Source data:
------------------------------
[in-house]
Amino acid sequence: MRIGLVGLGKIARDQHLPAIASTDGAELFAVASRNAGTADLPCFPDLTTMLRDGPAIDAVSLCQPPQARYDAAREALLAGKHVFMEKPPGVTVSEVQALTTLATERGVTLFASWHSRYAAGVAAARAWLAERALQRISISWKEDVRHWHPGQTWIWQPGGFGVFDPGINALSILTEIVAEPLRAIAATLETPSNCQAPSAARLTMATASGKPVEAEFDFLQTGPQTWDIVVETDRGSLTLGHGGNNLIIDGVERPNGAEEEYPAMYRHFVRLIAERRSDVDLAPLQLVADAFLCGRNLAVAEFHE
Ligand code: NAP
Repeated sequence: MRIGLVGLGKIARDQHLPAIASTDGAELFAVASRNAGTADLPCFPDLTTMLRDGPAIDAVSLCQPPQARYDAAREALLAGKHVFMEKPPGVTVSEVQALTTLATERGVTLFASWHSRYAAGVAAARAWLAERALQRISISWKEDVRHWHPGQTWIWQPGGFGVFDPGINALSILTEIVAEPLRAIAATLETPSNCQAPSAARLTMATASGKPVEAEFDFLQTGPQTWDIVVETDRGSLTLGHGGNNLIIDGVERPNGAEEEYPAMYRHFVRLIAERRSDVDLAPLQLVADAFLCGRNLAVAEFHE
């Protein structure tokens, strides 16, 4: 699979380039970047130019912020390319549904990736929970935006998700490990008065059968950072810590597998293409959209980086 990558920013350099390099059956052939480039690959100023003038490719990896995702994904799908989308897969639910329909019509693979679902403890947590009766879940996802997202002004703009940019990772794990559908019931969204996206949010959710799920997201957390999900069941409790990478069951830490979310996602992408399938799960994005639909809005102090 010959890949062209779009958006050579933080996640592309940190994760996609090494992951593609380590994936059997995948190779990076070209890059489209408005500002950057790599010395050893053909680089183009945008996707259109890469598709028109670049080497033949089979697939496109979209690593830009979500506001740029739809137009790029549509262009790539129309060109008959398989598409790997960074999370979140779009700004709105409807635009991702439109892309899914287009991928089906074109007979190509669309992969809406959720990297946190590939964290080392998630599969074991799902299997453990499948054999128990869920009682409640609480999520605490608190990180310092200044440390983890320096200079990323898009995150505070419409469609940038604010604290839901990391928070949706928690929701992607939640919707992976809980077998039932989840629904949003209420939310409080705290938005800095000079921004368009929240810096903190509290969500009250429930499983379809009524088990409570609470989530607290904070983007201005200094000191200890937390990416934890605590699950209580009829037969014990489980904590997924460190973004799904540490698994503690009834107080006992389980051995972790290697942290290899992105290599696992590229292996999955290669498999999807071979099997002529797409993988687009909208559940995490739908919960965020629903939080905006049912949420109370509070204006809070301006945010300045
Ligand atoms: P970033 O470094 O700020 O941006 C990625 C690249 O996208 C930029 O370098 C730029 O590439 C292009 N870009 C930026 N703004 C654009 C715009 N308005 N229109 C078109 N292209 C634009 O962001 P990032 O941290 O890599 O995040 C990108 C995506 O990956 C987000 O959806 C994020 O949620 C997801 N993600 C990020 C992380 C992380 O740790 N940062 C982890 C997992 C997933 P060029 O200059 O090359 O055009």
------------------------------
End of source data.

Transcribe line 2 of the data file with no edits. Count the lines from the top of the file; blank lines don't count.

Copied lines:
Amino acid sequence: MRIGLVGLGKIARDQHLPAIASTDGAELFAVASRNAGTADLPCFPDLTTMLRDGPAIDAVSLCQPPQARYDAAREALLAGKHVFMEKPPGVTVSEVQALTTLATERGVTLFASWHSRYAAGVAAARAWLAERALQRISISWKEDVRHWHPGQTWIWQPGGFGVFDPGINALSILTEIVAEPLRAIAATLETPSNCQAPSAARLTMATASGKPVEAEFDFLQTGPQTWDIVVETDRGSLTLGHGGNNLIIDGVERPNGAEEEYPAMYRHFVRLIAERRSDVDLAPLQLVADAFLCGRNLAVAEFHE